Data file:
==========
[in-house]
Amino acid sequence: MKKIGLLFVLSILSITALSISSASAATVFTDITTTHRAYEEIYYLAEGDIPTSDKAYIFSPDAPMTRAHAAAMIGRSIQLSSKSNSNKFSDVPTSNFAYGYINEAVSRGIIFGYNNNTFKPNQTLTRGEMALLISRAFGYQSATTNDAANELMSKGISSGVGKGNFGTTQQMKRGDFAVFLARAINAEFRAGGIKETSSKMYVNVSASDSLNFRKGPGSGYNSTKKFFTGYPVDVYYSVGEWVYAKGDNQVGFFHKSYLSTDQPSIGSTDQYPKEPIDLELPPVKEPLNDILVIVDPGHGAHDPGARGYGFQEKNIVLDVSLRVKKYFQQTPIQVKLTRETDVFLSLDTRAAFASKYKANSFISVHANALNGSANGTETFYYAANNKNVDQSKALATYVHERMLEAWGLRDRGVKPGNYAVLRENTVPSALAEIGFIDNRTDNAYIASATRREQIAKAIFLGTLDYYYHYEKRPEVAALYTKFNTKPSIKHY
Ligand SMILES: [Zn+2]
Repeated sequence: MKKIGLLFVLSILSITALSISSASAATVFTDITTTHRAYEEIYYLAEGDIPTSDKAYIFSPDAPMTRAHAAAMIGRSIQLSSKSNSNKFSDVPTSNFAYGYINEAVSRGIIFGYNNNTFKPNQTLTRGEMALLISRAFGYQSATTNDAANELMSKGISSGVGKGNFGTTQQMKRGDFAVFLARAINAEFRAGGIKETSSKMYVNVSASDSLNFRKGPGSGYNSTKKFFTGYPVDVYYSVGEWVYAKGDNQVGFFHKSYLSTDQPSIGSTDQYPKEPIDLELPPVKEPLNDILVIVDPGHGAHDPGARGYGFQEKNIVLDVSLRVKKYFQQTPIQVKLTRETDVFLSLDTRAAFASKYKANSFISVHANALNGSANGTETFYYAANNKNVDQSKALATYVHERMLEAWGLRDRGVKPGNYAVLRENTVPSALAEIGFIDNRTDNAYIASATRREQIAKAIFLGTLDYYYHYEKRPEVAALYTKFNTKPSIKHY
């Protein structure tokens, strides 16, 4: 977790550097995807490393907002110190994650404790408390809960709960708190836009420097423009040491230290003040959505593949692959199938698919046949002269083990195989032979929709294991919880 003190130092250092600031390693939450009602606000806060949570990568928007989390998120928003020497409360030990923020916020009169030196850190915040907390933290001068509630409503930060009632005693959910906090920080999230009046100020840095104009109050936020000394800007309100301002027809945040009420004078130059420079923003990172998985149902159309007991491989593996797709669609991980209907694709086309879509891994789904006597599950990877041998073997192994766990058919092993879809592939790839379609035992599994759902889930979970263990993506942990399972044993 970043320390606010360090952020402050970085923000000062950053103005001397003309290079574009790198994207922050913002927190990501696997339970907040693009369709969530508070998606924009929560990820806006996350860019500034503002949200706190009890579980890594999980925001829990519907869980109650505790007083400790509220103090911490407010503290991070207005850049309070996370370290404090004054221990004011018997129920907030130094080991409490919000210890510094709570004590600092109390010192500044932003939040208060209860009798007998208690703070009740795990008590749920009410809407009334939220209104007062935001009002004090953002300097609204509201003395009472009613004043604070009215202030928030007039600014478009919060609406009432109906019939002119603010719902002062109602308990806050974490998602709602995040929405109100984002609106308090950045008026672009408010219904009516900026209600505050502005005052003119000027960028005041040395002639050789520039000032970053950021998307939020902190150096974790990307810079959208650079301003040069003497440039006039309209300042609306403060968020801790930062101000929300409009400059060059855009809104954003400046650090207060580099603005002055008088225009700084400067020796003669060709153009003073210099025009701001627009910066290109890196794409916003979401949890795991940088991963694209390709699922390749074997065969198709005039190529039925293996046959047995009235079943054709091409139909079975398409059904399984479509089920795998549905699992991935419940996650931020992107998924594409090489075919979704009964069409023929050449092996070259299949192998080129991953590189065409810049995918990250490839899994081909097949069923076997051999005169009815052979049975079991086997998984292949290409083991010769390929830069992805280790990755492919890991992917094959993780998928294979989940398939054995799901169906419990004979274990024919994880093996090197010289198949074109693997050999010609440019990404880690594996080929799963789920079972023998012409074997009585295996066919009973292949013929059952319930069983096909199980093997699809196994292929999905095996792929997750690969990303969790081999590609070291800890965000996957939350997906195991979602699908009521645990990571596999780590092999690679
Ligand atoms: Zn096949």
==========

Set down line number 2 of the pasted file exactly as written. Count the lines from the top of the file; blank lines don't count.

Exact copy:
Amino acid sequence: MKKIGLLFVLSILSITALSISSASAATVFTDITTTHRAYEEIYYLAEGDIPTSDKAYIFSPDAPMTRAHAAAMIGRSIQLSSKSNSNKFSDVPTSNFAYGYINEAVSRGIIFGYNNNTFKPNQTLTRGEMALLISRAFGYQSATTNDAANELMSKGISSGVGKGNFGTTQQMKRGDFAVFLARAINAEFRAGGIKETSSKMYVNVSASDSLNFRKGPGSGYNSTKKFFTGYPVDVYYSVGEWVYAKGDNQVGFFHKSYLSTDQPSIGSTDQYPKEPIDLELPPVKEPLNDILVIVDPGHGAHDPGARGYGFQEKNIVLDVSLRVKKYFQQTPIQVKLTRETDVFLSLDTRAAFASKYKANSFISVHANALNGSANGTETFYYAANNKNVDQSKALATYVHERMLEAWGLRDRGVKPGNYAVLRENTVPSALAEIGFIDNRTDNAYIASATRREQIAKAIFLGTLDYYYHYEKRPEVAALYTKFNTKPSIKHY